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Brent Kemnitz owns the Mo Rest Motel with his wife Kelly in Mobridge, South Dakota, and has guided on Lake Oahe for several years.  We picked the brain of this veteran guide on trolling deep timber in Lake Oahe.  Over the past decade, many tournaments have been won by anglers trolling the numerous deep tree locations located up and down this Missouri River reservoir.  These deep tree patterns can be difficult to fish but often account for some of the larger walleye caught in this particular system.

“Currently, we are finding a lot of fish in 35 to 40 feet of water and these deep tree patterns can be good through the summer and last well into September,” explains Kemnitz.  Before Lake Oahe became one of the largest reservoirs in the United States.  The Missouri River was lined with stands of enormous cottonwood trees.  Many of these deep stands of cottonwoods are still underwater and line the old river channel.  Many of these old trees remain and often stand 25 to 40 feet tall.  How much water that covers these trees can vary from year to year depending on how much water is in the reservoir. 

“You will often mark a lot of baitfish around these flooded trees, and we are finding a lot of bait along the trees north of Mobridge right now.  Typically, you will also mark walleye with your electronics, and you are basically trying to find the depth where you are seeing the most signs of life, not just a depth but where the fish are positioned in the trees,” adds Kemnitz.

This is a situation where down view working in conjunction with side imaging is more useful than traditional 2D sonar.  The down view in particular will show you a more detailed picture of the deep timber.  Down View will actually reveal the trees and branches in part because the sonar cone is much narrower and more focused.  Where as 2D sonar uses a much wider cone angle that can distort the image where trees can look like large schools of baitfish or might not look like an obvious tree.  Side Imaging can also be useful for seeing the forest for the trees especially when trying to troll or fish the edges of this deep timber.   

According to Kemnitz, anglers can troll over the tops of the trees, but you need to have your trolling program dialed in or you will lose some tackle.  The other options include trolling the outside or inside edge of the trees.  How fish set up in these trees can vary from day to day and is often influenced by current.  Relative to many other patterns happening on Lake Oahe, the average size of fish is often much nicer if you can effectively fish this deep timber.  Note however that these patterns are not for everyone. You can lose a lot of tackle and these patterns don’t always produce numbers of fish.  You have to be comfortable catching fewer fish, but you increase the chances of catching a big fish dramatically.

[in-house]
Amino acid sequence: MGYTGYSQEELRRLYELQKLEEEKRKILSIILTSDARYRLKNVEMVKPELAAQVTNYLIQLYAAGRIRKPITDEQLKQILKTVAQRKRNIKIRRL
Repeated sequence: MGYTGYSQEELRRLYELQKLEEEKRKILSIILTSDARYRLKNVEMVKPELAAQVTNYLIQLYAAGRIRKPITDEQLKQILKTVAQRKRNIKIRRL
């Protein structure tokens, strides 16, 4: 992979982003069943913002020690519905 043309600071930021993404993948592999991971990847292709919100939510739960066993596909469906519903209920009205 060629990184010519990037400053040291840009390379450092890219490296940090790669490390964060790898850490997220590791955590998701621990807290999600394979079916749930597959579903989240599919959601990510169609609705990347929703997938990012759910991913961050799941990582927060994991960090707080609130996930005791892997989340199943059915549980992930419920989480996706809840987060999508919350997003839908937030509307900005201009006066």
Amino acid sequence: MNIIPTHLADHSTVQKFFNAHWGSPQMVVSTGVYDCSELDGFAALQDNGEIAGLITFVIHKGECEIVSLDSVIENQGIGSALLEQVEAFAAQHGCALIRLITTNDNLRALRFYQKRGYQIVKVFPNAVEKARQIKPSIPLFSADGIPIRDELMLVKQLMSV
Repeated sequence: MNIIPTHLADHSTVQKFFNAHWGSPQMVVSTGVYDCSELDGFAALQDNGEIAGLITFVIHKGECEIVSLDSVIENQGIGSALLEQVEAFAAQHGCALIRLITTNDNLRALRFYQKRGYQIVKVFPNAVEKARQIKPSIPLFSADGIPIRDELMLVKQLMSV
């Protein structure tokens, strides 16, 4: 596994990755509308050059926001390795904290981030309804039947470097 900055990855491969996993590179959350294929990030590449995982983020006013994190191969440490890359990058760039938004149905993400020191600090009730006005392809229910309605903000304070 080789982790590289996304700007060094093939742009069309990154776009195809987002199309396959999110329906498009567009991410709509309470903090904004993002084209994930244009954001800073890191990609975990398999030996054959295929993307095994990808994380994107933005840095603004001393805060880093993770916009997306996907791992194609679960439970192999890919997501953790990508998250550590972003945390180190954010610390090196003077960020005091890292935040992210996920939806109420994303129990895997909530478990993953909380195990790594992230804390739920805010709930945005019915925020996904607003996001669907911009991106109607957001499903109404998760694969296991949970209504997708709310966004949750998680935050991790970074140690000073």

Kemnitz often attacks these trees with deep trolling tactics by using both snap weights and lead core.  Six-ounce snap weights are used to drop a couple of crankbaits right below the boat and lead core is used to get crankbaits deep behind the boat.  Popular crankbaits include Flicker Shads, Flicker Minnows, Bomber 24 Long A, Shad Raps, Jointed Shad Raps with popular colors including white, purple and chartreuse themes.  Kemnitz also stresses that most days, he catches more fish trolling upstream. 

According to Kemnitz, these are a couple of specific tree patterns on Lake Oahe, and he characterized these patterns as new growth trees or old growth trees.  The old growth trees explained prior in this blog are the big old cottonwood trees that are typically in deeper water near the old river channel and these trees were flooded during the construction of the dam.  These trees are typically big, tall and don’t have as many branches.  The new growth trees are the trees that are typically in shallower water and grew during low water cycles over the last forty years.  These new growth trees can be three-foot saplings or can reach heights of fifteen feet or more but typically have more branches.  In some ways, the new growth trees can be more difficult to fish because there are more branches, and the branches are often more flexible. 

These shallower tree locations can also hold walleye on Lake Oahe.  “For myself personally, these new growth trees that have a lot more branches can be much more difficult to troll crankbaits so that is a situation where I have caught nice fish by trolling spinner baits with lead core line,” explains Kemnitz.  The spinner bait program behind lead core line is often used by anglers on Lake Oahe to target fish whenever the snags get so bad that trolling crankbaits becomes too difficult and expensive. 

As a rule of thumb, trolling along the flooded trees on either the outside or inside edge is much easier than going over the top but there are days when anglers willing to troll over the tops of the trees catch bigger fish… just be prepared to lose more tackle when you do so.


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